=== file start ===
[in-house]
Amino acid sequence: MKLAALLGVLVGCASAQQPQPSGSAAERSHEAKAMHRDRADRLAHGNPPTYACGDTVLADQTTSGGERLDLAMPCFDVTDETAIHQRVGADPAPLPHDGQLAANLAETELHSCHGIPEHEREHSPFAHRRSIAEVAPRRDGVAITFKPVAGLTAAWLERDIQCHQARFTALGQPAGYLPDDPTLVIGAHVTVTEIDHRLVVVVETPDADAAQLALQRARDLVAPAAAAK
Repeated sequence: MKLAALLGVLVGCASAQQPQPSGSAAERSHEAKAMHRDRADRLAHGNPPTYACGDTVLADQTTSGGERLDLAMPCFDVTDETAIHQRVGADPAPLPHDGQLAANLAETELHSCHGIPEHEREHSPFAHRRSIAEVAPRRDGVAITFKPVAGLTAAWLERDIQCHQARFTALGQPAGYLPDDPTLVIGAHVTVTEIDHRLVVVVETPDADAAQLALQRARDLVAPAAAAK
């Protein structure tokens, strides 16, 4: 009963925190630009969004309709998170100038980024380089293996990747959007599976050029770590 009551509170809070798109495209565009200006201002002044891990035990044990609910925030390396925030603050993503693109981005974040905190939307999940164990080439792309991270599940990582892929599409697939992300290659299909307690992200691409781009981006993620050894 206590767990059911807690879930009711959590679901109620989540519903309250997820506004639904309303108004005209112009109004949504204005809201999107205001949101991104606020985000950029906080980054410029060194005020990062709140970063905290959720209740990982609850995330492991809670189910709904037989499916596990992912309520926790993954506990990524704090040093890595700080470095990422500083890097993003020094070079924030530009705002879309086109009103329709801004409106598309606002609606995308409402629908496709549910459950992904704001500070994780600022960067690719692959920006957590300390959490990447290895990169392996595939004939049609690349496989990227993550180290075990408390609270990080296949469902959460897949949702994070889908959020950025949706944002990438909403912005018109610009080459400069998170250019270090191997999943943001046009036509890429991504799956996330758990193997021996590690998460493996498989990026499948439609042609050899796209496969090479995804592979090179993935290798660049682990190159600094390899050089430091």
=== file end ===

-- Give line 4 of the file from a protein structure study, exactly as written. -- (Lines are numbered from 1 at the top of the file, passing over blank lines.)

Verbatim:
């Protein structure tokens, strides 16, 4: 009963925190630009969004309709998170100038980024380089293996990747959007599976050029770590 009551509170809070798109495209565009200006201002002044891990035990044990609910925030390396925030603050993503693109981005974040905190939307999940164990080439792309991270599940990582892929599409697939992300290659299909307690992200691409781009981006993620050894 206590767990059911807690879930009711959590679901109620989540519903309250997820506004639904309303108004005209112009109004949504204005809201999107205001949101991104606020985000950029906080980054410029060194005020990062709140970063905290959720209740990982609850995330492991809670189910709904037989499916596990992912309520926790993954506990990524704090040093890595700080470095990422500083890097993003020094070079924030530009705002879309086109009103329709801004409106598309606002609606995308409402629908496709549910459950992904704001500070994780600022960067690719692959920006957590300390959490990447290895990169392996595939004939049609690349496989990227993550180290075990408390609270990080296949469902959460897949949702994070889908959020950025949706944002990438909403912005018109610009080459400069998170250019270090191997999943943001046009036509890429991504799956996330758990193997021996590690998460493996498989990026499948439609042609050899796209496969090479995804592979090179993935290798660049682990190159600094390899050089430091």